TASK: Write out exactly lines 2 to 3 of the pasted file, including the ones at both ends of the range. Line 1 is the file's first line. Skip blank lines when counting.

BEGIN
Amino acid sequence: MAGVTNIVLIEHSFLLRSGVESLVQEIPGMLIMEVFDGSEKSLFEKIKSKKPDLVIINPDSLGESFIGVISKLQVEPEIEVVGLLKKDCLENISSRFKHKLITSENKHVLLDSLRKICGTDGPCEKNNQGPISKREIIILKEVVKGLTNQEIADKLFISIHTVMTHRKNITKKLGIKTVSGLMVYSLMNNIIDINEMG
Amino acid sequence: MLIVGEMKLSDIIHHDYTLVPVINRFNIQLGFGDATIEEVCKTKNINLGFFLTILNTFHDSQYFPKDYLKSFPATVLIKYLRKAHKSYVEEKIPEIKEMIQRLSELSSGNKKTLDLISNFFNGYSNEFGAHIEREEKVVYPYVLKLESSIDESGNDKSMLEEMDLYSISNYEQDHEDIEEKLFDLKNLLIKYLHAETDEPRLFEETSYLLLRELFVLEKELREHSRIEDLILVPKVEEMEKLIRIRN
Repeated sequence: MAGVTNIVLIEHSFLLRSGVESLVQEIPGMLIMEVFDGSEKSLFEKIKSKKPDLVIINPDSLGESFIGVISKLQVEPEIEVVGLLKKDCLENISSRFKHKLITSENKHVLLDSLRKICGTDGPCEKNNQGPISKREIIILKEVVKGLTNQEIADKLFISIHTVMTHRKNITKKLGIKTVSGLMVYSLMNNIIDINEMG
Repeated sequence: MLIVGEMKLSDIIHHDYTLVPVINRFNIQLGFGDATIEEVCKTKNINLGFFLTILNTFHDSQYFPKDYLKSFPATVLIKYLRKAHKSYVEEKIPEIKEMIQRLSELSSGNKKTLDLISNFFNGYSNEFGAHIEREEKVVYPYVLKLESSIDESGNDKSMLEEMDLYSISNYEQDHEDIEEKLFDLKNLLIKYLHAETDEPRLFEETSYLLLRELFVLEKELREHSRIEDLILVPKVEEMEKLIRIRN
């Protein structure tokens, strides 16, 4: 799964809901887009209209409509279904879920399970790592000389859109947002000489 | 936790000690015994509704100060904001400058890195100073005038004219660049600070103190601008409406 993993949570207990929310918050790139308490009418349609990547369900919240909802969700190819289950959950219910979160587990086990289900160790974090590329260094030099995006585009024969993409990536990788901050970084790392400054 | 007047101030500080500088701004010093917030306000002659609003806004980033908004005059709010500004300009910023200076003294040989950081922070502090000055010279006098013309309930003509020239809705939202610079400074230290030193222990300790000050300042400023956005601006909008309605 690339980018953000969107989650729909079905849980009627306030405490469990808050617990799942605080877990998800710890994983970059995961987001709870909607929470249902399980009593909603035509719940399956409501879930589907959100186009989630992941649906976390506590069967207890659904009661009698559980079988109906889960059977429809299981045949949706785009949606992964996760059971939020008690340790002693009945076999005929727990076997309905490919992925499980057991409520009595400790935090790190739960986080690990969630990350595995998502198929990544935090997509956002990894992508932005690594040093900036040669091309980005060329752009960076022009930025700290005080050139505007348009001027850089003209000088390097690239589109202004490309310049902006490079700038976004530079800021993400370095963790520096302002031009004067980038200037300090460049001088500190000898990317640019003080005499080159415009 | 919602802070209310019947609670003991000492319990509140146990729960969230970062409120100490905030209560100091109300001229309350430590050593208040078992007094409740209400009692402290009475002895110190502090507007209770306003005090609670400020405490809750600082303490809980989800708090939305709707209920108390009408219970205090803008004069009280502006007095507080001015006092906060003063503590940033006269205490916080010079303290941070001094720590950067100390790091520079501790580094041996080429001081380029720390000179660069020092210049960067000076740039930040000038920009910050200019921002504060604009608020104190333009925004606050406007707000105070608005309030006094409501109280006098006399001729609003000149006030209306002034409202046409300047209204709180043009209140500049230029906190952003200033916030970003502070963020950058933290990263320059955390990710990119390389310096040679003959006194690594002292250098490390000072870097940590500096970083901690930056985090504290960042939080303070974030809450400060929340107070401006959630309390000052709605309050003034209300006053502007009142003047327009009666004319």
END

Amino acid sequence: MLIVGEMKLSDIIHHDYTLVPVINRFNIQLGFGDATIEEVCKTKNINLGFFLTILNTFHDSQYFPKDYLKSFPATVLIKYLRKAHKSYVEEKIPEIKEMIQRLSELSSGNKKTLDLISNFFNGYSNEFGAHIEREEKVVYPYVLKLESSIDESGNDKSMLEEMDLYSISNYEQDHEDIEEKLFDLKNLLIKYLHAETDEPRLFEETSYLLLRELFVLEKELREHSRIEDLILVPKVEEMEKLIRIRN
Repeated sequence: MAGVTNIVLIEHSFLLRSGVESLVQEIPGMLIMEVFDGSEKSLFEKIKSKKPDLVIINPDSLGESFIGVISKLQVEPEIEVVGLLKKDCLENISSRFKHKLITSENKHVLLDSLRKICGTDGPCEKNNQGPISKREIIILKEVVKGLTNQEIADKLFISIHTVMTHRKNITKKLGIKTVSGLMVYSLMNNIIDINEMG